You can’t tune-in to
an Arabic channel nowadays without coming across
analysts, former politicians and ex-generals
moaning and groaning about America and the West.
Their views almost always paint the Middle East as
a terminal victim of neo-imperialism, corporate
greed and raw aggression.
In the world of the professional pundit we are
always the innocent bystanders. The conflicts
besetting this region are not of our making, they
say. Everything is America’s fault. Few ever come
up with viable solutions.
To be fair the US government deserves much of the
anger directed towards it for its ill-thought out
A recent BBC poll that sought the opinions of
26,000 people in 25 countries indicates 49 per
cent feel the US plays a mainly negative role in
today’s world. Surprisingly attitudes in Germany,
France and Indonesia were least favorable.
But here’s an interesting snippet. Some 57 per
cent of Americans disapprove of the way their
government handled the Iraq war.
Okay. So we know that Washington has blundered
over Iraq but this shouldn’t mean that everything
America and its allies propose is automatically
perceived as negative.
This trend has become so bad there is now a
situation of them and us, which has led some Arab
nations to cool relations with the West and cast
around for new friends.
A January 25 Reuter’s report was headlined “Gulf
states seen shifting away from US assets”. The
fact is we must be careful what we wish for
because it just might happen.
Let’s ask ourselves these questions. Do we really
want to sever or water down our alliances with the
world’s superpower? And if we were to do something
that foolish what might be the economic, political
and strategic consequences?
With regards to the GCC states it would be nice if
we could emulate stand-alone, neutral Switzerland.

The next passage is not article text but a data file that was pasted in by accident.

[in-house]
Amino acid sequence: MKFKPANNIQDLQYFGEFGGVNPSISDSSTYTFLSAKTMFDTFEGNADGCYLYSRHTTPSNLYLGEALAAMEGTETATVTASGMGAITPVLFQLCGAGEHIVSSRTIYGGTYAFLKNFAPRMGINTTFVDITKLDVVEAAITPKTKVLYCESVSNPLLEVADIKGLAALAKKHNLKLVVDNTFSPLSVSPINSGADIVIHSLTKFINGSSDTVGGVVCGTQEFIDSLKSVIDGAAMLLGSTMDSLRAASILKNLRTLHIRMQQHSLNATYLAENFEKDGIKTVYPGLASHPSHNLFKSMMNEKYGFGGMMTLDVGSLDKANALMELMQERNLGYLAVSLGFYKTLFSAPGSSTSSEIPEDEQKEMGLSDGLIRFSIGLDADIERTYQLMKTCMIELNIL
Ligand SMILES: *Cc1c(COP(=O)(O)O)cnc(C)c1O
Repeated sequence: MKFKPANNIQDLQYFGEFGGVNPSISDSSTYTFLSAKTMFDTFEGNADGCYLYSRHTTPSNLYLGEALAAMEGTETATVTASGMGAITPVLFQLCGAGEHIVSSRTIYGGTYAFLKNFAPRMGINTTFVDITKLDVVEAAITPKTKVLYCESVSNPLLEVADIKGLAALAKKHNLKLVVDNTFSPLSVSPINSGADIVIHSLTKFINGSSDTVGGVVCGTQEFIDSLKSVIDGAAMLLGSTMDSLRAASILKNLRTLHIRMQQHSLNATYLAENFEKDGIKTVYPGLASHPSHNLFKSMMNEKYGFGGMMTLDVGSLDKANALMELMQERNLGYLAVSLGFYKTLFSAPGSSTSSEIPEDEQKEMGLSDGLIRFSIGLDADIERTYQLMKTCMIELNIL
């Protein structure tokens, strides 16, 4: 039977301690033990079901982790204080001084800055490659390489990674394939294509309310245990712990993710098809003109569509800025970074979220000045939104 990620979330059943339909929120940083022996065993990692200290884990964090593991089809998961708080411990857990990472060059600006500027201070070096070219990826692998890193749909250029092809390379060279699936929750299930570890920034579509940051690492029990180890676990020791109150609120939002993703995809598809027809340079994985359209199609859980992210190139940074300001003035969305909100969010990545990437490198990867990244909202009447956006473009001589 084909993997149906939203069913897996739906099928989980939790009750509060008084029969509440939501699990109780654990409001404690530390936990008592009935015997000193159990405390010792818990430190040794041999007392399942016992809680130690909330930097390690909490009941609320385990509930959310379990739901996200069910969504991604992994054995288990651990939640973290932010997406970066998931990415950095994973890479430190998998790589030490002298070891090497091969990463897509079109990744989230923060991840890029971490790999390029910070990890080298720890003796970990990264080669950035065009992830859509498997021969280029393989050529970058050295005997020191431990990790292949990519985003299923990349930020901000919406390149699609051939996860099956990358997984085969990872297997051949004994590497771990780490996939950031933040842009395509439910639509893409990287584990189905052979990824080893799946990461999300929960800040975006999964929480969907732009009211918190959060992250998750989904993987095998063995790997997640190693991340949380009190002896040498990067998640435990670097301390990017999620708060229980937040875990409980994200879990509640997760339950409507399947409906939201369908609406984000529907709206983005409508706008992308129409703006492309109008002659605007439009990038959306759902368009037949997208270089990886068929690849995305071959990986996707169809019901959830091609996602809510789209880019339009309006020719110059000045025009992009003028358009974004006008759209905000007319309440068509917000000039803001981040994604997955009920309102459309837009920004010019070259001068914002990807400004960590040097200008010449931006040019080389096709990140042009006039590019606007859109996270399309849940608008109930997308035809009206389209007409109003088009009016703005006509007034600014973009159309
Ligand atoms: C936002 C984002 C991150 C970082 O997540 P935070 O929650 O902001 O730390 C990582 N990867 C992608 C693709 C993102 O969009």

The problem is we can’t. Our countries are blessed
– some might say cursed – with the world’s most
coveted resource oil. Everyone wants a stake in it
and we need to protect it. In truth, we cannot do
So, like it or not, we need to cooperate with a
friendly foreign power at least until such time as
we are set-up militarily and technologically to
stand on our own feet.
Imperfect as it is, the US is the only superpower
in town. There are pretenders, countries that aim
to muscle out the West and which are currently out
to woo us. But their challenges are fragile and,
in any case, their world view, ideologies and
agendas are not ours.
To be painfully frank, if America and the West
were to dump us we would soon be saying ‘Come
back, all is forgiven’.
If we no longer had the benefit of US satellites,
for instance, our communications would be cut. If
the West stopped supplying spare parts, our planes
would be grounded; our hospital equipment left to
Moreover if we work towards harming the US
economy, in the end we will only be harming
ourselves since our own economies are
inter-related and inter-dependent and especially
since our currencies are pegged with the dollar.
I believe the time has come to stop the
anti-Western rhetoric, and work with the West
instead of against it.
With a sincere will, together we can strive
towards a peaceful Iraq, which does not
discriminate on sectarian lines. Together we can
help Lebanon heal its war wounds and divisions.
And together we can concentrate on bringing a
Palestinian state to fruition.
This requires a massive change of heart on our
side. We are hurt, rightly so, and it won’t be
easy but it’s worth remembering this. In January
2009, the White House is due to receive new
tenants. Whether these will be Republican or
Democrat there will be a change in policy.
The US public proved their eagerness for a new
direction in the November 2006 Mid-term elections
and presidential candidates are reflecting this
new mood in their pre-campaign speeches. One after
the other they speak of the need for diplomacy and
a new hearts and minds approach vis-ŕ-vis this
part of the world. In this case, we mustn’t burn
In the meantime it’s worth reflecting on the good
things the US has done in the world and put the
last few years in perspective as an
Realistically speaking we need each other, so
let’s be courageous enough to offer Washington the
hand of friendship. We need to transparently and
professionally convey our concerns and
requirements while emphasizing that any new way of
dealing with each another cannot be a one way
With our region imperiled and the future of our
children at stake the road ahead demands an adult
and sensible approach not one based on revenge and
The nub of the issue is this. How do you envision
the future of your country? Do you want to live in
a free economy that offers you the freedom to
choose your own lifestyle?
If so, then the West is indispensable. And that’s
the bottom line. We’re at a crossroads. There are
hard choices to be made. The responsibility lies
with all of us to choose wisely and well.